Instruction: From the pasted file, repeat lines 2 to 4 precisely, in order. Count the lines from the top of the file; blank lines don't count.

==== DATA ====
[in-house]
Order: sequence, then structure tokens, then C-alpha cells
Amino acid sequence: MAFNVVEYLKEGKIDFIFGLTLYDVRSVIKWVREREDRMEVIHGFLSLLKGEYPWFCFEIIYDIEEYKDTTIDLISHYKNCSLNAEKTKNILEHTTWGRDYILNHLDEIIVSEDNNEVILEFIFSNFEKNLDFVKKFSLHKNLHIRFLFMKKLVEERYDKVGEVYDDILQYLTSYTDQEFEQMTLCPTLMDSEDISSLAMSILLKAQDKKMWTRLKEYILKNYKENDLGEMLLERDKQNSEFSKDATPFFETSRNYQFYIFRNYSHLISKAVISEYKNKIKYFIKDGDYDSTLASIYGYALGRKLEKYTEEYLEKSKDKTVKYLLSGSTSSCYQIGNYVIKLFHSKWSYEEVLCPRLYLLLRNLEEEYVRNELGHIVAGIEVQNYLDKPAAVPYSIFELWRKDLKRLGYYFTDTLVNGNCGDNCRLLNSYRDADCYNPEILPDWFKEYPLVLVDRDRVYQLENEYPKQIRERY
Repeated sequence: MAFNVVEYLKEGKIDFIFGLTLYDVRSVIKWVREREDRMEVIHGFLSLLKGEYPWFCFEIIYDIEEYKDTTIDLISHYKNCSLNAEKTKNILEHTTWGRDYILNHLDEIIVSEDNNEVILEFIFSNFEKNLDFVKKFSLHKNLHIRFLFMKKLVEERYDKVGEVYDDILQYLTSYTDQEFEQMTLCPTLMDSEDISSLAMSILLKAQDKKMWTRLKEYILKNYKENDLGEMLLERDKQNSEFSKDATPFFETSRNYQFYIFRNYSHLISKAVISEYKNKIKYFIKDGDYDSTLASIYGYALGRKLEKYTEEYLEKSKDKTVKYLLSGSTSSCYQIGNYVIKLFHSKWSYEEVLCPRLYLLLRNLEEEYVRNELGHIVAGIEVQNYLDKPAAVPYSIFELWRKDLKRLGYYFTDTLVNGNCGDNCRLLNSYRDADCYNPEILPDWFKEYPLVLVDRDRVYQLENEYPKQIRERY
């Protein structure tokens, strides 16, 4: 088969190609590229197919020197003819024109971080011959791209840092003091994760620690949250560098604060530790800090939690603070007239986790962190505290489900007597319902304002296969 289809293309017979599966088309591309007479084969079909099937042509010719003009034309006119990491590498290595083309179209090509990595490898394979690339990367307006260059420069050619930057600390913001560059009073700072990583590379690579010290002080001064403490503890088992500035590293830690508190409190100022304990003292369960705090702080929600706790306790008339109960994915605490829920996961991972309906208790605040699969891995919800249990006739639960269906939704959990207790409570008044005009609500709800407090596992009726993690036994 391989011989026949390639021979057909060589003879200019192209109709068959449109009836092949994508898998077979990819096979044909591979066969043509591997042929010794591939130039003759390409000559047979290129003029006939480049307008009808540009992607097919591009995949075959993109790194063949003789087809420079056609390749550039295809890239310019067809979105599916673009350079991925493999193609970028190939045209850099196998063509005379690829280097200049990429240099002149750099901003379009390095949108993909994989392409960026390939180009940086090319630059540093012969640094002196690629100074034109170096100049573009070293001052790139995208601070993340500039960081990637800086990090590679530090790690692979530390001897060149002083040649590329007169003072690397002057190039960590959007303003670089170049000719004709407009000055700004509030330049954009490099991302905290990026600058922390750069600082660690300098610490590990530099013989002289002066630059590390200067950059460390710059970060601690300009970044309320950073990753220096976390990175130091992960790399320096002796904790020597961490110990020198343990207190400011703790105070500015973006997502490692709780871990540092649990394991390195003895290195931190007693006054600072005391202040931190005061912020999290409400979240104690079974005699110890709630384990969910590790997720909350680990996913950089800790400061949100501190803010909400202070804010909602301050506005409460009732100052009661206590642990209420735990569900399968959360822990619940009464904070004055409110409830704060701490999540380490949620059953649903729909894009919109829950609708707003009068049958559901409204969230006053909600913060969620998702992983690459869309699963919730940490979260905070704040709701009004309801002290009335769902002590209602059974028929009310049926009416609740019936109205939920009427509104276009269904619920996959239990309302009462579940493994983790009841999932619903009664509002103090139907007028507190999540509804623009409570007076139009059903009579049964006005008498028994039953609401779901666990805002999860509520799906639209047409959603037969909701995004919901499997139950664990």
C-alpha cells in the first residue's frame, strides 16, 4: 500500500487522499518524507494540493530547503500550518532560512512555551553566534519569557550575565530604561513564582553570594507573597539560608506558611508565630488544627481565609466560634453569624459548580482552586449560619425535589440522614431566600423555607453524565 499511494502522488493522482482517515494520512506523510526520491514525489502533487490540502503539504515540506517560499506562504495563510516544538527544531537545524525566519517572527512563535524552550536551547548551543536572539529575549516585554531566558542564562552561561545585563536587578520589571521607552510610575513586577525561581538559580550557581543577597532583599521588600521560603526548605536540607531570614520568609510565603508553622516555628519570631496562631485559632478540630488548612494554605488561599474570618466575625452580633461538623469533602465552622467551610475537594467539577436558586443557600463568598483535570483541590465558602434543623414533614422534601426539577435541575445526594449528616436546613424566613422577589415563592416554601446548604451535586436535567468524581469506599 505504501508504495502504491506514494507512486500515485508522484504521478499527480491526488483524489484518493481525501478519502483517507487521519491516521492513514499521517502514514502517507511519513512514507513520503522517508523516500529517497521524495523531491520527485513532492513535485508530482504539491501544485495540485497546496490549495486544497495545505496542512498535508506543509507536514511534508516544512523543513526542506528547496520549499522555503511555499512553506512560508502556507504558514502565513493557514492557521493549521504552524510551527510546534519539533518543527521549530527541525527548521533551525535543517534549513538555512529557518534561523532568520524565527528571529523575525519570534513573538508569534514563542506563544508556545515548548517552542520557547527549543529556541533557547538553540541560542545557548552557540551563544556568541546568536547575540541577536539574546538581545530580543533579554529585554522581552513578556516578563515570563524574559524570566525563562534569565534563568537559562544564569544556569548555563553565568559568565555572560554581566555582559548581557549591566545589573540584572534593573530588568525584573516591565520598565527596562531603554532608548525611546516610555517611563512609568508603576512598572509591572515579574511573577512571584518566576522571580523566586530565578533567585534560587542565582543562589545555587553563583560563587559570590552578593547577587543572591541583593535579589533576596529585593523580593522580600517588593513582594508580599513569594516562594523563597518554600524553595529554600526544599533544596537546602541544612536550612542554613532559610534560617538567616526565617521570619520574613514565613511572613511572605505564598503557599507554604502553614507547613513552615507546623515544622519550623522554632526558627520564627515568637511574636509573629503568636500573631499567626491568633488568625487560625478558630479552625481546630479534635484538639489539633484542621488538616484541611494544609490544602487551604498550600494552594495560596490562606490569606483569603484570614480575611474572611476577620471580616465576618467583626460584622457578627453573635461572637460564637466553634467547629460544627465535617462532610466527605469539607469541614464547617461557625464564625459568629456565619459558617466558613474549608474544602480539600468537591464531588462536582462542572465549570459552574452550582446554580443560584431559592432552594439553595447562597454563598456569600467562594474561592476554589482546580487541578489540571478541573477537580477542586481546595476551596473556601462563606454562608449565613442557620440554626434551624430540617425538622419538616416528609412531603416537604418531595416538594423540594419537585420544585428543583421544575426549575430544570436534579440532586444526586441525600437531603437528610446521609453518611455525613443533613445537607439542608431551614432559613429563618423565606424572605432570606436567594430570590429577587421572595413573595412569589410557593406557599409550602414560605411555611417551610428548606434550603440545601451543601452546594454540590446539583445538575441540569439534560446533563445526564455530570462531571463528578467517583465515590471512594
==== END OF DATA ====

Order: sequence, then structure tokens, then C-alpha cells
Amino acid sequence: MAFNVVEYLKEGKIDFIFGLTLYDVRSVIKWVREREDRMEVIHGFLSLLKGEYPWFCFEIIYDIEEYKDTTIDLISHYKNCSLNAEKTKNILEHTTWGRDYILNHLDEIIVSEDNNEVILEFIFSNFEKNLDFVKKFSLHKNLHIRFLFMKKLVEERYDKVGEVYDDILQYLTSYTDQEFEQMTLCPTLMDSEDISSLAMSILLKAQDKKMWTRLKEYILKNYKENDLGEMLLERDKQNSEFSKDATPFFETSRNYQFYIFRNYSHLISKAVISEYKNKIKYFIKDGDYDSTLASIYGYALGRKLEKYTEEYLEKSKDKTVKYLLSGSTSSCYQIGNYVIKLFHSKWSYEEVLCPRLYLLLRNLEEEYVRNELGHIVAGIEVQNYLDKPAAVPYSIFELWRKDLKRLGYYFTDTLVNGNCGDNCRLLNSYRDADCYNPEILPDWFKEYPLVLVDRDRVYQLENEYPKQIRERY
Repeated sequence: MAFNVVEYLKEGKIDFIFGLTLYDVRSVIKWVREREDRMEVIHGFLSLLKGEYPWFCFEIIYDIEEYKDTTIDLISHYKNCSLNAEKTKNILEHTTWGRDYILNHLDEIIVSEDNNEVILEFIFSNFEKNLDFVKKFSLHKNLHIRFLFMKKLVEERYDKVGEVYDDILQYLTSYTDQEFEQMTLCPTLMDSEDISSLAMSILLKAQDKKMWTRLKEYILKNYKENDLGEMLLERDKQNSEFSKDATPFFETSRNYQFYIFRNYSHLISKAVISEYKNKIKYFIKDGDYDSTLASIYGYALGRKLEKYTEEYLEKSKDKTVKYLLSGSTSSCYQIGNYVIKLFHSKWSYEEVLCPRLYLLLRNLEEEYVRNELGHIVAGIEVQNYLDKPAAVPYSIFELWRKDLKRLGYYFTDTLVNGNCGDNCRLLNSYRDADCYNPEILPDWFKEYPLVLVDRDRVYQLENEYPKQIRERY